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Dog play etiquette and control - esp neck biting

(6 Posts)
paddythepooch Fri 19-Oct-12 08:05:26


I'm new to this - had our approx 9 month lurcher for about 5 weeks. He's doing great.

He LOVES playing with other dogs but is v boisterous and does the neck biting thing. He seems good at sussing out if the other dog wants to play - so leaves his elders and betters alone.

I'm concerned that he gets OTT and want to try and control the neck biting which I sense that some owners are alarmed by (I don't blame them!). He's quite big so it's understandable esp if it's a smaller dog.

I don't want him to stop playing - it's good for him and he will learn from it. But equally I don't want him to be a PITA. Any tips for controlling the neck biting bit esp? Should I just watch carefully and say 'no' and put him back on the lead when it happens?

I know some of this is down to what owners feel comfy with. We meet one lab pup where the owner clearly doesn't want him to play with her but the puppy comes over to say hello.

Any tips on training and etiquette here?

EasyToEatTiger Fri 19-Oct-12 08:59:08

You should be ok as long as your dog isn't taking chunks out of another dog. It is important when dogs meet that there is enough space for them to run away. Small footpaths are hopeless for this. It is worth remembering that dogs are usually on a lead for a reason so best avoided.
Keep an eye on your dog, and really watch what is going on. Are you watching the reaction of the other dog too, or focusing mainly on your dog?

paddythepooch Fri 19-Oct-12 11:40:30

Watching both - he's just come back from a glorious run with a saluki type lurcher and they were both doing it to each other. No hint of aggression - just a pair of loons. I'm especially wary when it's a much smaller/slower dog.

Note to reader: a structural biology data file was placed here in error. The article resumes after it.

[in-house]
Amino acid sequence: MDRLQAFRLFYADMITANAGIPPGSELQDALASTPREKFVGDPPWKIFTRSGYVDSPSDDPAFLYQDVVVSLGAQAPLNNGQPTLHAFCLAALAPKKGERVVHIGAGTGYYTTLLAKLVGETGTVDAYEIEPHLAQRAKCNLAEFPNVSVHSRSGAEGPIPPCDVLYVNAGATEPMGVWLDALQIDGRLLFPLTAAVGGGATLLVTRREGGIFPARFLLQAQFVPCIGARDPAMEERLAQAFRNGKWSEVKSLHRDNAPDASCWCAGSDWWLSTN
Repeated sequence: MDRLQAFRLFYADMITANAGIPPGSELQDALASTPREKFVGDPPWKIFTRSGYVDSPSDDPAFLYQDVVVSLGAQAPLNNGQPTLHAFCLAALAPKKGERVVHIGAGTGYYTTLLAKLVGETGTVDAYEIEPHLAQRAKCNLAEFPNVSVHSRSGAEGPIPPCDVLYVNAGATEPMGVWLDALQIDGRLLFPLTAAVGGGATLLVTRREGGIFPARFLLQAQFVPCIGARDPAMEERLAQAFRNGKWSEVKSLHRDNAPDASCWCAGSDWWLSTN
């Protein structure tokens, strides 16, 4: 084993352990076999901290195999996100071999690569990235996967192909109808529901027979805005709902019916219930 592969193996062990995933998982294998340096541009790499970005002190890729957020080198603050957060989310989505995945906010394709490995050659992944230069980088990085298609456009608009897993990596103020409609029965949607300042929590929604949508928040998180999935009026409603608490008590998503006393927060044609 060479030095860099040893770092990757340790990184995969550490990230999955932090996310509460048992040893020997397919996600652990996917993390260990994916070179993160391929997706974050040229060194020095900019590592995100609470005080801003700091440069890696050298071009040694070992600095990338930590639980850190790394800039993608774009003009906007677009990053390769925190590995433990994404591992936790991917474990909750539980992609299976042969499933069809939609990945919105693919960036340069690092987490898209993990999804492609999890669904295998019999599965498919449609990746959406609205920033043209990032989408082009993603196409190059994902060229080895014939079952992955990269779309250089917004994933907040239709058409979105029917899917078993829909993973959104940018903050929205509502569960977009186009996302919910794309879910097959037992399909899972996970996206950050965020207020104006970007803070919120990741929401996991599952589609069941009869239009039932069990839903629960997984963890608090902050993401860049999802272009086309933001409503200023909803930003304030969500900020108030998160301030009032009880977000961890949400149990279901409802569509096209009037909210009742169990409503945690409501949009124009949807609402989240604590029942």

Good point re space. Just safer for all concerned.

PandaWatch Fri 19-Oct-12 17:34:12

Does your dog only start this when mid-play with a dog? My dog is happy to be sniffed at by other dogs but he doesn't ever engage in play and it really pisses me off when dog owners don't call their dogs off when they keep hassling him and he clearly wants to be left alone. I had this the other day with a massive german shepherd and the owners just carried on walking. We ended up having to walk the other way to get their dog to leave ours alone.

So I guess what I'm trying to say is, as long as the other dog is just as engaged maybe it's not an issue but if he's doing it with dogs that don't want to play I think you really need to do something about it.

LetThereBeCupcakes Fri 19-Oct-12 18:08:25

Both of my labs are neck-biters, but only do it to the few dogs they know well. If you're worried about other owners / dogs I would interrupt the play for a while if he gets too boisterous, but only for a few seconds before letting him go again (so long as the other owner is OK with it).

A word of caution though - my boy was biting the neck of my girl and managed to slip his jaw under her collar. All hell broke loose - thank God I was there and able to unclip her collar. I have heard of dogs being strangled / break a jaw doing this, so do be careful. I use quick-release collars on mine now.

MothershipG Fri 19-Oct-12 18:19:49

Well done for being so alert to this! We know a few lovely lurchers and you are exactly right, it is very characteristic of how they play and can indeed look very alarming, especially if you are not familiar with lurchers.

As with any dog it is up to you to make sure that your dog isn't alarming the people or dogs he meets, so you are right to interrupt this type of play unless you have the permission of the owner. It's not really up to you to read another dog's body language, I really would err on the side of caution with this one.

My little dogs wish more owners were as thoughtful as you when it comes to different styles of play!

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